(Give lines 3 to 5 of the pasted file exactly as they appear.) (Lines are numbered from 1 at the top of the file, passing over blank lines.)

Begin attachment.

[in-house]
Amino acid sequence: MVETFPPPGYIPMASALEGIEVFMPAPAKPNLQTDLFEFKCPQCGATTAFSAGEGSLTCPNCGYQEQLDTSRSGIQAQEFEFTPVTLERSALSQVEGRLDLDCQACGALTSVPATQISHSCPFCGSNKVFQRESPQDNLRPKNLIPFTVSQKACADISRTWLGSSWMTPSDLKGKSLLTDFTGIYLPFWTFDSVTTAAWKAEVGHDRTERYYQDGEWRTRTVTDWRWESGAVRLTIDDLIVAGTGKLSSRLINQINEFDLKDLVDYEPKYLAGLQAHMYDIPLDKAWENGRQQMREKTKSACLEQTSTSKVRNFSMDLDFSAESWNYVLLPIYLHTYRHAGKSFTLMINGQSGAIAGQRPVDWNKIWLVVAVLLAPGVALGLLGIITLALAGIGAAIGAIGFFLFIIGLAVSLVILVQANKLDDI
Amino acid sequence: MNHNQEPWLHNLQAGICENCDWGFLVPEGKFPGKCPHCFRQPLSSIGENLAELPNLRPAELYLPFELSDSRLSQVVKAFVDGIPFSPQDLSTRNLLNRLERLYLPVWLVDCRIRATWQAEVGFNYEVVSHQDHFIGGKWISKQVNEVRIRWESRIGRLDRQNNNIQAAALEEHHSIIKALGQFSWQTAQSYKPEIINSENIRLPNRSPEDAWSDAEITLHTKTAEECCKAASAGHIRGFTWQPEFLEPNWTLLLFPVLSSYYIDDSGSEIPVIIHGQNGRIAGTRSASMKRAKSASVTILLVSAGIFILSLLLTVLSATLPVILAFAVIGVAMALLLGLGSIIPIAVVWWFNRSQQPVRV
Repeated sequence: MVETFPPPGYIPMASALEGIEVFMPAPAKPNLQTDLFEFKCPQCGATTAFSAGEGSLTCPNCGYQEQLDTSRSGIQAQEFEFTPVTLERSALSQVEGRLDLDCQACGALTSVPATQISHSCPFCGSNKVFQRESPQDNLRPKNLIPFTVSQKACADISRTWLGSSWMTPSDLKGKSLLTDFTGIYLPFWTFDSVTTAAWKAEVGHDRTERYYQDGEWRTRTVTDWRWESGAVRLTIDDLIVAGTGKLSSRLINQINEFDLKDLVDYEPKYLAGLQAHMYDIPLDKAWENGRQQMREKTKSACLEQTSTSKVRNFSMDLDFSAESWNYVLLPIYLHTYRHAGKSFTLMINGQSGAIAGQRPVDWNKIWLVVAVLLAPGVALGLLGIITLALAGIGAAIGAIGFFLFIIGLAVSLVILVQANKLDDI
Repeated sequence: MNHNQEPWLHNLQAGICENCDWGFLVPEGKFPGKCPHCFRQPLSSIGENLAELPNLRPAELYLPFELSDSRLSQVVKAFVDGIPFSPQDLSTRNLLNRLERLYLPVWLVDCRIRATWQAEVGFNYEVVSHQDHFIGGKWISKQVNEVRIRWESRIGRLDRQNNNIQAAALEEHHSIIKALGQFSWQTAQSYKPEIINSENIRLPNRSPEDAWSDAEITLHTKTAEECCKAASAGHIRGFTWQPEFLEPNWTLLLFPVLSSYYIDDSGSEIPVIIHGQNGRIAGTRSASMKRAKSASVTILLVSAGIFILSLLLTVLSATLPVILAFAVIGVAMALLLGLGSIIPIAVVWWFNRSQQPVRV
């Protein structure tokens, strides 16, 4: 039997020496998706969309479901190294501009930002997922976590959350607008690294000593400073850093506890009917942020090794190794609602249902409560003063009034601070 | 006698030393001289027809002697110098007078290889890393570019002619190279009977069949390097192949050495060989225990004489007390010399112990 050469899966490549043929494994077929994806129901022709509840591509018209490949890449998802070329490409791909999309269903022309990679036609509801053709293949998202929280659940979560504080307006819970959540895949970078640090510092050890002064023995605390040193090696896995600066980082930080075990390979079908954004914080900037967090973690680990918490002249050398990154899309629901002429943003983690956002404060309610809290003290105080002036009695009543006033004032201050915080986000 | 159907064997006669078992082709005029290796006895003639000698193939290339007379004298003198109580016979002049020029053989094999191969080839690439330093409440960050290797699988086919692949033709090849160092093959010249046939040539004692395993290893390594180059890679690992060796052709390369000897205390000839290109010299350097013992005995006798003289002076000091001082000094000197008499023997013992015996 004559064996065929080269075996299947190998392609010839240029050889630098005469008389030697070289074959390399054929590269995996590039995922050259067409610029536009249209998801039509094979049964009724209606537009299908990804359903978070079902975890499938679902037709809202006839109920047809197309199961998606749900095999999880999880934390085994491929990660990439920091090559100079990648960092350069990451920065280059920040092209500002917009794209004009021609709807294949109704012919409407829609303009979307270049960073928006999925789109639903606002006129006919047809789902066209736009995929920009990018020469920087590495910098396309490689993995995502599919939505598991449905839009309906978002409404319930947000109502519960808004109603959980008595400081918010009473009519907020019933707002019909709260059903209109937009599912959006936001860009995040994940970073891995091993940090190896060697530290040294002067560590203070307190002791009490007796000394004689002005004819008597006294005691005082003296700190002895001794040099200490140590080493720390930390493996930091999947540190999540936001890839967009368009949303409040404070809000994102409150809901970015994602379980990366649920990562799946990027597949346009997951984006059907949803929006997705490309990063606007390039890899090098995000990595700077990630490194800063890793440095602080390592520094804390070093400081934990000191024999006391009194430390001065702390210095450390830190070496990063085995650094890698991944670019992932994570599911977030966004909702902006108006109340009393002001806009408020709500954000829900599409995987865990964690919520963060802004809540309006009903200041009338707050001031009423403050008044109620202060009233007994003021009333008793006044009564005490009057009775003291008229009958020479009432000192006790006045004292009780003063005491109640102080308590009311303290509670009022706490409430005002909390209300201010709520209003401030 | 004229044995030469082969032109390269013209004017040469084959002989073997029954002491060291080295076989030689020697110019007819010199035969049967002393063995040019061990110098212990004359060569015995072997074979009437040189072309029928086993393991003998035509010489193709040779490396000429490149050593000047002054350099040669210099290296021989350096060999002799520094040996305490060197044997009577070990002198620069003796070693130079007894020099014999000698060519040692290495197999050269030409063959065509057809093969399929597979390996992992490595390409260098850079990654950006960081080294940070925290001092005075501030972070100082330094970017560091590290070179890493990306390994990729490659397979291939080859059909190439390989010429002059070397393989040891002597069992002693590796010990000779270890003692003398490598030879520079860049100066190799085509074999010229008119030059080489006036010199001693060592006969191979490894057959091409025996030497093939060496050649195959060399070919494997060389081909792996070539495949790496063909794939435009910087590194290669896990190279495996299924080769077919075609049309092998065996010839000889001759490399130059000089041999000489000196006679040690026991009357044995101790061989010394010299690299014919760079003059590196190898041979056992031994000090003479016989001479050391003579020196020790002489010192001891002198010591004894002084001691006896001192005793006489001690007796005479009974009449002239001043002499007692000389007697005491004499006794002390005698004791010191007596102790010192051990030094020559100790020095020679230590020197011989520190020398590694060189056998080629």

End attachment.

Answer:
Amino acid sequence: MNHNQEPWLHNLQAGICENCDWGFLVPEGKFPGKCPHCFRQPLSSIGENLAELPNLRPAELYLPFELSDSRLSQVVKAFVDGIPFSPQDLSTRNLLNRLERLYLPVWLVDCRIRATWQAEVGFNYEVVSHQDHFIGGKWISKQVNEVRIRWESRIGRLDRQNNNIQAAALEEHHSIIKALGQFSWQTAQSYKPEIINSENIRLPNRSPEDAWSDAEITLHTKTAEECCKAASAGHIRGFTWQPEFLEPNWTLLLFPVLSSYYIDDSGSEIPVIIHGQNGRIAGTRSASMKRAKSASVTILLVSAGIFILSLLLTVLSATLPVILAFAVIGVAMALLLGLGSIIPIAVVWWFNRSQQPVRV
Repeated sequence: MVETFPPPGYIPMASALEGIEVFMPAPAKPNLQTDLFEFKCPQCGATTAFSAGEGSLTCPNCGYQEQLDTSRSGIQAQEFEFTPVTLERSALSQVEGRLDLDCQACGALTSVPATQISHSCPFCGSNKVFQRESPQDNLRPKNLIPFTVSQKACADISRTWLGSSWMTPSDLKGKSLLTDFTGIYLPFWTFDSVTTAAWKAEVGHDRTERYYQDGEWRTRTVTDWRWESGAVRLTIDDLIVAGTGKLSSRLINQINEFDLKDLVDYEPKYLAGLQAHMYDIPLDKAWENGRQQMREKTKSACLEQTSTSKVRNFSMDLDFSAESWNYVLLPIYLHTYRHAGKSFTLMINGQSGAIAGQRPVDWNKIWLVVAVLLAPGVALGLLGIITLALAGIGAAIGAIGFFLFIIGLAVSLVILVQANKLDDI
Repeated sequence: MNHNQEPWLHNLQAGICENCDWGFLVPEGKFPGKCPHCFRQPLSSIGENLAELPNLRPAELYLPFELSDSRLSQVVKAFVDGIPFSPQDLSTRNLLNRLERLYLPVWLVDCRIRATWQAEVGFNYEVVSHQDHFIGGKWISKQVNEVRIRWESRIGRLDRQNNNIQAAALEEHHSIIKALGQFSWQTAQSYKPEIINSENIRLPNRSPEDAWSDAEITLHTKTAEECCKAASAGHIRGFTWQPEFLEPNWTLLLFPVLSSYYIDDSGSEIPVIIHGQNGRIAGTRSASMKRAKSASVTILLVSAGIFILSLLLTVLSATLPVILAFAVIGVAMALLLGLGSIIPIAVVWWFNRSQQPVRV